It’s so easy to get caught up in the moment, especially when we are living or working with another species, like our dogs.
The moment can be crazy good, and who wouldn’t want to be caught up in that? Sign me up right now! But transversely, the moment can be negative on some level, and I think this is where we show some of our true colors. What are we made of and how are we going to handle it?
Here is what my scale would look like for ‘how we (humans) deal with ‘the moment’. On one end there would be those of us that don’t react at all, blank, emotional range of a spoon. On the other end there would be those of us that react, explode, and then think about what just happened after the damage has occurred. Knee jerk both emotionally and physically. And in the middle of the scale, there would be those of us that are patient and thoughtful, the section of the scale that hopefully adds balance. Not necessarily Mother Teresa tolerant, just average Joe patience.
If you have ever raised a child/children, have raised a puppy, or lived with a dog outside of neutral, my guess is that you have experienced bits and pieces of yourself all over this scale. I think there are lots of factors that contribute to how we ‘deal’ with a situation; your baseline level of tolerance, your understanding of the situation, how well rested you are, your mood for that day, your health or lack there of, the environment, time of day, auditory tolerance, olfactory tolerance, and social pressure, etc.
So how can we try to stay some place in the middle of the scale? How do we teeter a bit, which would be living life, without tipping the scales to the extremes? I believe, and through my experiences, it is about looking beyond the behavior you are experiencing int he moment. It takes practice, but it does add more balance, more understanding, and less conflict over time.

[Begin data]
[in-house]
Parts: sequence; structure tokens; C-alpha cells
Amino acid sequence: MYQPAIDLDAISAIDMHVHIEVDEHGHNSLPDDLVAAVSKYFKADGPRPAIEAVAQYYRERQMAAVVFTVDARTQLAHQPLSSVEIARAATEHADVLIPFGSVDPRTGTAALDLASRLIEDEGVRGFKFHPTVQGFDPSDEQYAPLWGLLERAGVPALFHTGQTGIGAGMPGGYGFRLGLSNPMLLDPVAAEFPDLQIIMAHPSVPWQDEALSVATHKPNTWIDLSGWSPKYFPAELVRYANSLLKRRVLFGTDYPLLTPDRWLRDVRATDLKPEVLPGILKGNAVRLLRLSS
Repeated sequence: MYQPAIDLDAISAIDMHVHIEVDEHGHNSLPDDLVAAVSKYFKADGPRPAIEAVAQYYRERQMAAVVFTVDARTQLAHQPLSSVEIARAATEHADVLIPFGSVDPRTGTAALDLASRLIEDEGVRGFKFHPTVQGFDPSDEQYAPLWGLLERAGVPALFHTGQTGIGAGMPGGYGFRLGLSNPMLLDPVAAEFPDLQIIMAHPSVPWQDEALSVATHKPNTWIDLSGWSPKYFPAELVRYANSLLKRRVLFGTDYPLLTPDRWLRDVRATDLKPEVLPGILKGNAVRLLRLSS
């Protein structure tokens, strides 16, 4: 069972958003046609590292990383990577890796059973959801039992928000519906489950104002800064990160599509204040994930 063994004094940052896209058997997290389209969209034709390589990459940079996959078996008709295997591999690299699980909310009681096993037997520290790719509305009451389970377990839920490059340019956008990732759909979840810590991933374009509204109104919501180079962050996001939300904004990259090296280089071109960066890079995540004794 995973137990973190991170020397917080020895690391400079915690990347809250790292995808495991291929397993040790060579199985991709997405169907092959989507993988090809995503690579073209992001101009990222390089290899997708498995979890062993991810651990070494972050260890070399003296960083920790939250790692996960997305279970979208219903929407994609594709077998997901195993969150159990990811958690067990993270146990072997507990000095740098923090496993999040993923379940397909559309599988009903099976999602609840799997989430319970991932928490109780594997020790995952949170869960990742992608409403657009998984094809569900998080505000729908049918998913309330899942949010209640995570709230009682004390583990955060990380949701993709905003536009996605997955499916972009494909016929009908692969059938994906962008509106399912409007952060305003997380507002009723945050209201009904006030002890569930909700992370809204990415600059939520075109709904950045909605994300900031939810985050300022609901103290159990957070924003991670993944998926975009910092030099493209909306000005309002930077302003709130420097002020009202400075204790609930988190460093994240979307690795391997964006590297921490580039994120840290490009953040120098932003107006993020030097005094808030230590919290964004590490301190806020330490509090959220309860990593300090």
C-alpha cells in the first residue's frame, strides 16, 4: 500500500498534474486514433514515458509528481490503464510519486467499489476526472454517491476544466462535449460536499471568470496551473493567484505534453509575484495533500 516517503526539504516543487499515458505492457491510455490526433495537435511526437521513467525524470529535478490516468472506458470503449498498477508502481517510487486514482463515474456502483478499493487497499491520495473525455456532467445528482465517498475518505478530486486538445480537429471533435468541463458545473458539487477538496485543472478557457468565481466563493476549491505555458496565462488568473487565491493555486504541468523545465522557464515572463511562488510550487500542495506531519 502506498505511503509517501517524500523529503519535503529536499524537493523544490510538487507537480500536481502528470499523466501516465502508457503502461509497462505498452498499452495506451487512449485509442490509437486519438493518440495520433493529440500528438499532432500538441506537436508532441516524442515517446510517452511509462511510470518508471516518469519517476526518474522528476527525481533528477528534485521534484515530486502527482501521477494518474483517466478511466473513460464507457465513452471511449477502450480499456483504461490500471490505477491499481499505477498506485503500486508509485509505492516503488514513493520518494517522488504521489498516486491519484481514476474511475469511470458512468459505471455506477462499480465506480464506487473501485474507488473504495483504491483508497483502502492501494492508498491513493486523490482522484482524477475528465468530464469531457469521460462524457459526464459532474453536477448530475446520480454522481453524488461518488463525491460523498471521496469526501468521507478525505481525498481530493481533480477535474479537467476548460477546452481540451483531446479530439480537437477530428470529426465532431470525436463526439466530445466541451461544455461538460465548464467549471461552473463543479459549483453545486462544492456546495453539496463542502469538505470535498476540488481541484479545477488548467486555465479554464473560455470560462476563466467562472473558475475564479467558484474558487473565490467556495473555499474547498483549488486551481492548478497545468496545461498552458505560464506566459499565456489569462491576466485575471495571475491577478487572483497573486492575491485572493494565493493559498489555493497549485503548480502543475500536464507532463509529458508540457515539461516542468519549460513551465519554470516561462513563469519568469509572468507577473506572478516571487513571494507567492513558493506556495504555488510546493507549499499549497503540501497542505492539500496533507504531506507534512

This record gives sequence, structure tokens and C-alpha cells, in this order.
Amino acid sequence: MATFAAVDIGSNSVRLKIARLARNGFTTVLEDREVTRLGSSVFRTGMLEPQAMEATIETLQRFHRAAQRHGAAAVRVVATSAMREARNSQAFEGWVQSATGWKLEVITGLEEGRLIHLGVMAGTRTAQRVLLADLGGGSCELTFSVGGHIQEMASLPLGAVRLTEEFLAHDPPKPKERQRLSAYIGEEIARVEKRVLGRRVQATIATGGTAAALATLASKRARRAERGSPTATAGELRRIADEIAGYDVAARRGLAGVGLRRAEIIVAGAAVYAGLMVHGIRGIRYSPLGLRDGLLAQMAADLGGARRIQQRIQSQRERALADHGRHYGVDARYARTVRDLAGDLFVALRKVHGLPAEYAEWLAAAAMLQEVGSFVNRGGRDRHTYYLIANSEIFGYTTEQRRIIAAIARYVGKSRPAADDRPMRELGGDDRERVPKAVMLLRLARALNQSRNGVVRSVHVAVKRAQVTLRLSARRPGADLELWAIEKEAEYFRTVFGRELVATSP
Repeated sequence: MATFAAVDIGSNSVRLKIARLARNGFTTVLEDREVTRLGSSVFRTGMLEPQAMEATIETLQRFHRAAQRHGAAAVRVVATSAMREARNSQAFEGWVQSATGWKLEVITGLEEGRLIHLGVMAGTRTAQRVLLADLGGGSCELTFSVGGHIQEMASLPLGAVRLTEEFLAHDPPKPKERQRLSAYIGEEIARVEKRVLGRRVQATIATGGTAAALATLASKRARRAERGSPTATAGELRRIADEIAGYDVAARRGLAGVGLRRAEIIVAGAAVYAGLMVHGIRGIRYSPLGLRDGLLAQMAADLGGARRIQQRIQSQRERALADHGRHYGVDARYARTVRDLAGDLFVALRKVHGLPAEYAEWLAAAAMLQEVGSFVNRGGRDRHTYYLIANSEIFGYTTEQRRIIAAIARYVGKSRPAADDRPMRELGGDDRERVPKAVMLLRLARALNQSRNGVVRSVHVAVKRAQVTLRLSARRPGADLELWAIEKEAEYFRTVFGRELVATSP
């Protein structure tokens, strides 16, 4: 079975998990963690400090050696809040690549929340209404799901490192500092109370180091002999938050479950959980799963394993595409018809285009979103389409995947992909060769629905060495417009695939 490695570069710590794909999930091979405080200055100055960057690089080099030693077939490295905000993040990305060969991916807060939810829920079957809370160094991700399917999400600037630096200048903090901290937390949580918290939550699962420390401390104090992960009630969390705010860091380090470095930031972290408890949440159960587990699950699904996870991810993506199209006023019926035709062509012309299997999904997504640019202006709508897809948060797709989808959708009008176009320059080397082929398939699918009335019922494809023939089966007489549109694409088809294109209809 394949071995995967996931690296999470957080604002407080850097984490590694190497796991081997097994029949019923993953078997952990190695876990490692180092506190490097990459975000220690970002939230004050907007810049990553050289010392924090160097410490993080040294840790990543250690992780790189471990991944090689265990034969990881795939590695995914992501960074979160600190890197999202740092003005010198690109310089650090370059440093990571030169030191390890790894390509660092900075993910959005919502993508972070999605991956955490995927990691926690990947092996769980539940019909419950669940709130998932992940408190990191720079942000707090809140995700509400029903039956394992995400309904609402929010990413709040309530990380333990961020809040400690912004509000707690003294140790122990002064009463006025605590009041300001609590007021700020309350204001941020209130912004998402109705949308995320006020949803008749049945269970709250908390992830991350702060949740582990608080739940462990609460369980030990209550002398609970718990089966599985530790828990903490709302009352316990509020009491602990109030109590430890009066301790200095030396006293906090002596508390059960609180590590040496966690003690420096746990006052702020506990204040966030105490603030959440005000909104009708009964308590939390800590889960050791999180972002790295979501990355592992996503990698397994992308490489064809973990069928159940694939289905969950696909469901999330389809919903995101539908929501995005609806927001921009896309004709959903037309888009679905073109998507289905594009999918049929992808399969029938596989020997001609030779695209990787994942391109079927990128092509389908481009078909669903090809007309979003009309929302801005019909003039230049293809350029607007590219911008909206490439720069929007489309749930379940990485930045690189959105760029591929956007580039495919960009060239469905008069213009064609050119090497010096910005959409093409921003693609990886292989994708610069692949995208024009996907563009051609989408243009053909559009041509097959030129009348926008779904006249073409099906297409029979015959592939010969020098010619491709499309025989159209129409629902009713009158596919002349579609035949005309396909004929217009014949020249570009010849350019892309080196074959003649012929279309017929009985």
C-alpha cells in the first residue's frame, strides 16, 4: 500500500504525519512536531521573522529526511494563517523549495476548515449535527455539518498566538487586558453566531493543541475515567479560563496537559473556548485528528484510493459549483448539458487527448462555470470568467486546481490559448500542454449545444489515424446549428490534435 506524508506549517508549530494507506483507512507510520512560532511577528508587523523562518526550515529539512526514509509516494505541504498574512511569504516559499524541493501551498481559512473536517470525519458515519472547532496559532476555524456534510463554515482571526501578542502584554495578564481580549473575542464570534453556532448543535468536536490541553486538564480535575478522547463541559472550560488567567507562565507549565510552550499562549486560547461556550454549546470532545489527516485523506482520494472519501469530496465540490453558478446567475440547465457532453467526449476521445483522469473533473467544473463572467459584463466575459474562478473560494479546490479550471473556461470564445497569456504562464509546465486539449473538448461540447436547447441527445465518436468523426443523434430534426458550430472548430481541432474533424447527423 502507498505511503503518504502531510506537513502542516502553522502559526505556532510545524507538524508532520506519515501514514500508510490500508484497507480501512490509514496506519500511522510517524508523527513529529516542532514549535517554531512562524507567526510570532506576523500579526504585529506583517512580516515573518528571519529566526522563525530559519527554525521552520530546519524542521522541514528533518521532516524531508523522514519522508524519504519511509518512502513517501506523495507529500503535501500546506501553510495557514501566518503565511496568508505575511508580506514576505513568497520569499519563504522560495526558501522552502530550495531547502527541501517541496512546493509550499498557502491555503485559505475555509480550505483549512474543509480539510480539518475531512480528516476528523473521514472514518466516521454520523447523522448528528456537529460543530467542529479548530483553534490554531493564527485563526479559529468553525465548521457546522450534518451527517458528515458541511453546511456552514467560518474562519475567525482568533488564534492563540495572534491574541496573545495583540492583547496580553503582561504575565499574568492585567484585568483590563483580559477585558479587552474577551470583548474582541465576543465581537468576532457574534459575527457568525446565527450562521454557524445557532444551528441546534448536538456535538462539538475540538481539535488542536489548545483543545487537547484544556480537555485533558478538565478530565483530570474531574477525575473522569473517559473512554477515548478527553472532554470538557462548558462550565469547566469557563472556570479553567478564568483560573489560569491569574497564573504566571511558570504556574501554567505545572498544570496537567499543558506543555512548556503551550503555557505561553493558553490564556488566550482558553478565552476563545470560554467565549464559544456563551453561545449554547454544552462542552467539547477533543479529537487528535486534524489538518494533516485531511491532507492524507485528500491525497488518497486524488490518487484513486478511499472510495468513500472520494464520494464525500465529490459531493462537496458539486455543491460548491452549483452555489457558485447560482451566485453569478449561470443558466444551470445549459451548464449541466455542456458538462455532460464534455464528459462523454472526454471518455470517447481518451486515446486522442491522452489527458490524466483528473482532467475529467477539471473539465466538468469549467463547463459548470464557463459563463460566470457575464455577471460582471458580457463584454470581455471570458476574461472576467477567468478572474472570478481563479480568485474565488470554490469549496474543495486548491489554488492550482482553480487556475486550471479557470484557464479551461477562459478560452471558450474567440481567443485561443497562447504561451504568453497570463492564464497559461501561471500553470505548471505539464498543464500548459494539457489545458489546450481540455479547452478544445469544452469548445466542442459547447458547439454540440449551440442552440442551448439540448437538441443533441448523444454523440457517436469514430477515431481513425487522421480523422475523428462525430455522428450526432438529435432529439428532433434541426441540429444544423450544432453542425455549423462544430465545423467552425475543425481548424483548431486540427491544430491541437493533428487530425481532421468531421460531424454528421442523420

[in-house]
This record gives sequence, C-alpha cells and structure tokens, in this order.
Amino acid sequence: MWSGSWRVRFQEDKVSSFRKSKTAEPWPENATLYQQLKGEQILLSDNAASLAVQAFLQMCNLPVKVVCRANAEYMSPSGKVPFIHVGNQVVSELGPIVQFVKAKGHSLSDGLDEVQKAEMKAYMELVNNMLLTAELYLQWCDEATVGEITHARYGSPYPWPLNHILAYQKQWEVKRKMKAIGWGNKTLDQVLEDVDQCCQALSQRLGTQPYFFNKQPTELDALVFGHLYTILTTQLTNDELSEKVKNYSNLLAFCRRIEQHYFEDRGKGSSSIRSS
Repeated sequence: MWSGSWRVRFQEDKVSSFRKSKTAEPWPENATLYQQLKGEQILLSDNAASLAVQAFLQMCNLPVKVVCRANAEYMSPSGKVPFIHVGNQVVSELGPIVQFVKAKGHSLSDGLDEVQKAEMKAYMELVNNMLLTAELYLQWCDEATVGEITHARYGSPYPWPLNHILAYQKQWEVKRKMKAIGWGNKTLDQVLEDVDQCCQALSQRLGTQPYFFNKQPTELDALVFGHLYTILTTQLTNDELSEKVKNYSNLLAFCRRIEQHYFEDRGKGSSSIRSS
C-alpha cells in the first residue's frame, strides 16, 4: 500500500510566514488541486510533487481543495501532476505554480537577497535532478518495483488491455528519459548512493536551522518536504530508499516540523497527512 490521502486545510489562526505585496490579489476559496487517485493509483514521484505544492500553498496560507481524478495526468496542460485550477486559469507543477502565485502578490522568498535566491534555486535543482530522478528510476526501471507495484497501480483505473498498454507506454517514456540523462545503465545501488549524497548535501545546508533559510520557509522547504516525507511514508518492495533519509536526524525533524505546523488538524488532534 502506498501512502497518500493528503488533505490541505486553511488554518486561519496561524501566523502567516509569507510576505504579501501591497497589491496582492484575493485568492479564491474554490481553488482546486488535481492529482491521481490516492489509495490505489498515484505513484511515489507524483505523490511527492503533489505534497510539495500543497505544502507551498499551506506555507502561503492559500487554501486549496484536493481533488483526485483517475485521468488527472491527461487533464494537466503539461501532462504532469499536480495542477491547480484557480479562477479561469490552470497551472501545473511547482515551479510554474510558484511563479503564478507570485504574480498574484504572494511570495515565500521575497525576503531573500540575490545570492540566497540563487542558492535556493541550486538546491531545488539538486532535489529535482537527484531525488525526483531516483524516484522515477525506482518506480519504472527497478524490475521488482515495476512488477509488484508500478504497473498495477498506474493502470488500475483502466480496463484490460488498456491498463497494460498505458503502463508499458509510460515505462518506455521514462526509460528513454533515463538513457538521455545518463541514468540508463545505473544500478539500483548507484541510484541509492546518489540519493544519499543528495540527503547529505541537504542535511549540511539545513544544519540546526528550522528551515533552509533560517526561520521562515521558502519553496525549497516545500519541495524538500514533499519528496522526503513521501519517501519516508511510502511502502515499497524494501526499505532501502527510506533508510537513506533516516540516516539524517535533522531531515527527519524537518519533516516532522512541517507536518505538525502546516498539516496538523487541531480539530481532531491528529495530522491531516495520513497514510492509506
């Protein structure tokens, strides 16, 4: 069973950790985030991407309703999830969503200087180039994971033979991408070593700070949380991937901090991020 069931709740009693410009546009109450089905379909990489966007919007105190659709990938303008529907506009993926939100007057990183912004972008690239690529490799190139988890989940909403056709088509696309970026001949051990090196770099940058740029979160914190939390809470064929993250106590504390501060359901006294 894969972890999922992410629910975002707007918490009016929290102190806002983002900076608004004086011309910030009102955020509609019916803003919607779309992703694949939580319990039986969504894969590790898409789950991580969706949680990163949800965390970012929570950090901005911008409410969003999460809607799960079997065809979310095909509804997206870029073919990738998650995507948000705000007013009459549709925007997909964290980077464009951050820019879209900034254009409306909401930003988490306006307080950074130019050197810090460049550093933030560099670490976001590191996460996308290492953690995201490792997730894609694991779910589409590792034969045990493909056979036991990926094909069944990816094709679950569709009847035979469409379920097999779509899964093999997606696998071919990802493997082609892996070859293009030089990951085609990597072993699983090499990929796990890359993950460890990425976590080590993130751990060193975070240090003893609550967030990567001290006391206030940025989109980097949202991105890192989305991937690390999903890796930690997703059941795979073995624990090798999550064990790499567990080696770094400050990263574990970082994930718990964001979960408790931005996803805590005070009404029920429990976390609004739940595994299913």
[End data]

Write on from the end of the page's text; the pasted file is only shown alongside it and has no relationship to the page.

For example – With our dogs it’s easy, really easy, to yell at them for barking, but the reality is, you are simply ‘barking’ along with them. And then the scale goes from balanced to heavily tipped in one direction that isn’t necessarily functional. And generally, the barking behavior becomes worse over time, and the human behavior becomes more tipped to knee jerk reaction over time, both emotionally and physically. When a dog barks, ask yourself, ‘why?’. Is something causing them concern, are they hungry, under exercised, over stimulated, scared, guarding, etc? Once you find the ’cause’ of the bark, you can adjust the environment, change what you are doing, add something your dog is needing, find your starting point! The bark is just a symptom, reacting to that does nothing, looking beyond the bark to the cause is the balance. Do you follow that?
The same goes for chasing, nipping, digging, chewing, etc. Choose a behavior. Look beyond these behaviors to what is causing them, driving them, that is your starting point, that is the place of understanding.
It takes patience, and good observational skills. On an ever tipping wobbly scale, it does take intention to try and maintain balance. Instability training at it’s best, you can only maintain balance with a clear and calm mind! When working with another species, or for that matter our own children, I believe it’s worth it.